The 2020 San Diego to Puerto Vallarta International Yacht Race is set to kick off the first week of March. Some of the fastest boats and most experienced ocean sailors will race the 1,000nm course from San Diego, USA to Puerto Vallarta, Mexico. Racing to the Mexican mainland is a biennial tradition for San Diego Yacht Club going back to 1953.
This 35th edition fleet of competitors will consist of a couple of former globetrotters; Viva Mexico (a Volvo 65, formerly Abu Dhabi, Scallywag) and Pyewacket 70 (a Volvo 70, formerly Telefonica) both owned by SDYC members Lorenzo Berho (partial owner with Ricardo Brockmann) and Roy Disney respectively. These two speedsters look to not only battle each other but also the eighty-foot Cabron owned by SDYC’s Steve Meehen in what is shaping up to be a great race for line honors.
With entries currently at thirty-one teams, the handicap honors will certainly be hotly contested with at least three former handicap winners in the fleet with Bretwelda3, Horizon and Peligroso. In addition to several well-sailed performance boats in the fleet, picking an overall handicap winner is anybody’s guess.
The fleet will be broken up into staggered start dates with the slower boats being sent off first on Thursday, March 5, the next group on Friday, which should be the largest number of starters, and finally, the bigger boats will start the catch-up process on Saturday, March 7.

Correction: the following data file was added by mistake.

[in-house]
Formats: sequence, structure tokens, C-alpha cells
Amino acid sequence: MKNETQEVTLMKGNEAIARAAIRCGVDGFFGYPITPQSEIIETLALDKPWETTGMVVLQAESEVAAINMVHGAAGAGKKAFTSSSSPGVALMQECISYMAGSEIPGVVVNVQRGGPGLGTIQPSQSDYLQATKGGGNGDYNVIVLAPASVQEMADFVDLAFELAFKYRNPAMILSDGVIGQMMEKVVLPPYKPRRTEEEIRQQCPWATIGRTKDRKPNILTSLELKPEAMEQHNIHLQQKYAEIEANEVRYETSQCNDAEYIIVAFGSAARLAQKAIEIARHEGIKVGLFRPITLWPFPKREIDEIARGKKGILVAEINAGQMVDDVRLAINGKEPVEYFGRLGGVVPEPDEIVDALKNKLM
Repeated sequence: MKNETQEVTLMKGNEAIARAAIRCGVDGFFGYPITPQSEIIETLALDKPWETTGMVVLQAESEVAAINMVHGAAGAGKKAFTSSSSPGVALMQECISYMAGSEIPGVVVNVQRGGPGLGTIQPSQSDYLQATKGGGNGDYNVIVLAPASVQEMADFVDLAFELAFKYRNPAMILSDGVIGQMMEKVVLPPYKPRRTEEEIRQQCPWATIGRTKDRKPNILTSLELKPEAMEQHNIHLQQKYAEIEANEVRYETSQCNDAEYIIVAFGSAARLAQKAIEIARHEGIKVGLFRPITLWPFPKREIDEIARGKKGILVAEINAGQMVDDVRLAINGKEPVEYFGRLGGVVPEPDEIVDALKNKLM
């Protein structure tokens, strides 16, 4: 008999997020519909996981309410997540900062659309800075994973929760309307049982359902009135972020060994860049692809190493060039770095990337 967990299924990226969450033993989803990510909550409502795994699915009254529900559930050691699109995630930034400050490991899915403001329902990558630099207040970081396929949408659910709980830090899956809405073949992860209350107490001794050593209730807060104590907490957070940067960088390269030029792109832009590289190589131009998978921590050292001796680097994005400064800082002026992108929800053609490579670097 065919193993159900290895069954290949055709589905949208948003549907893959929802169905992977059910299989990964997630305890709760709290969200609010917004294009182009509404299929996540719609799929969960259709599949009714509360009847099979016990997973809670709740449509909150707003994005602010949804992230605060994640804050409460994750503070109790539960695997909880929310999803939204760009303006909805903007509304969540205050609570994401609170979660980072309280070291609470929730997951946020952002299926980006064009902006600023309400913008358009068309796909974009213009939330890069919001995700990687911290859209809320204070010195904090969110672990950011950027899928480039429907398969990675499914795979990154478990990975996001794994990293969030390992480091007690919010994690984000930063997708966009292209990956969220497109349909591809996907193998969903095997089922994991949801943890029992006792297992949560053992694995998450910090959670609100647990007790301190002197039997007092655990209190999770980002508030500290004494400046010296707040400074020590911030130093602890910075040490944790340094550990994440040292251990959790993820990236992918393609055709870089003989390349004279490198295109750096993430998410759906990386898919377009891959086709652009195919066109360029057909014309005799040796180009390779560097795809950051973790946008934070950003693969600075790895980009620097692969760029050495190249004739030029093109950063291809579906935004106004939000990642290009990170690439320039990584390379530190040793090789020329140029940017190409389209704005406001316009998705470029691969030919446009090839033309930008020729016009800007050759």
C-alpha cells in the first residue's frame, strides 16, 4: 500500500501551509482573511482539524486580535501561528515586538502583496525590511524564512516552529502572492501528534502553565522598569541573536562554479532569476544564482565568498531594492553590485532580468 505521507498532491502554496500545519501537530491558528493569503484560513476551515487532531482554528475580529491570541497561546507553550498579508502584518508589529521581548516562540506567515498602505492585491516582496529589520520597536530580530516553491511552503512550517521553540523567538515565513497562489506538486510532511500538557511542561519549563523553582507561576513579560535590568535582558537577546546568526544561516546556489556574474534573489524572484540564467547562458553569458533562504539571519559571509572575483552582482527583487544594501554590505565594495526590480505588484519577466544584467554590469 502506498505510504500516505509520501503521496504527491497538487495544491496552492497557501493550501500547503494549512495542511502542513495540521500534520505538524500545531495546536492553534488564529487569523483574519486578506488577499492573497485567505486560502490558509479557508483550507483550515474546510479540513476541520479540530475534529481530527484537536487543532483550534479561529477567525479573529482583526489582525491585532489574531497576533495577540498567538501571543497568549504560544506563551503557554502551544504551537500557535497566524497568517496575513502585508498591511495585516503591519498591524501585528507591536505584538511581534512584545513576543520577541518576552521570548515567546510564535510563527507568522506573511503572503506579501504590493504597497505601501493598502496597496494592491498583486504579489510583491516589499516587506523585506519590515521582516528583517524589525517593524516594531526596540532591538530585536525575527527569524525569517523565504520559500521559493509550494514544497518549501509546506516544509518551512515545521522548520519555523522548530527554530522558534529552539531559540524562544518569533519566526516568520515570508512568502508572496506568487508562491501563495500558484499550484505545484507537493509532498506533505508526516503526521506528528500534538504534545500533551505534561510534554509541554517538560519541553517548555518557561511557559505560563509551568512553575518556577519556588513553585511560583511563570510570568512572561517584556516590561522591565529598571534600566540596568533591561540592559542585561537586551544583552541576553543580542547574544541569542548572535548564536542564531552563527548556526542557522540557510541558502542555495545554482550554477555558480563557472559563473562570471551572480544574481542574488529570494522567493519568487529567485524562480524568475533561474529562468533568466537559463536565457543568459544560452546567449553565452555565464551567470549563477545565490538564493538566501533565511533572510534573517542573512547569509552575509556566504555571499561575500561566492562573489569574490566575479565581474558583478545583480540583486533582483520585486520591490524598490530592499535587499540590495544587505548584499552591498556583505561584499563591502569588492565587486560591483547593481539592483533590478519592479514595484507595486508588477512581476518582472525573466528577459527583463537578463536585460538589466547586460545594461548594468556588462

Competitors will be looking for fresh springtime winds as they leave San Diego to send them down the coast of Baja California for the first part of the race. The second part of the race takes place off Cabo San Lucas at the tip of Baja and is typically the trickiest part of the race. The strategy on how to pass Cabo San Lucas is always one of great debate on whether to pass close to shore or give it a wide berth, sometimes up to sixty miles.
The final part of the race is crossing the Gulf of California in what is typically excellent sailing until the approach to the finish just outside Banderas Bay. This approach can be met with variable winds and have a big impact on the overall results of the race.
The varying conditions of this race not only make it a challenge and great experience, and it also gives the competitors the chance to take home a trophy for their efforts. The popularity and draw of the Vallarta Race comes from many things: the challenging course, great competition, reliable spring winds, a full moon for the race and a finish in the warm waters of Banderas Bay.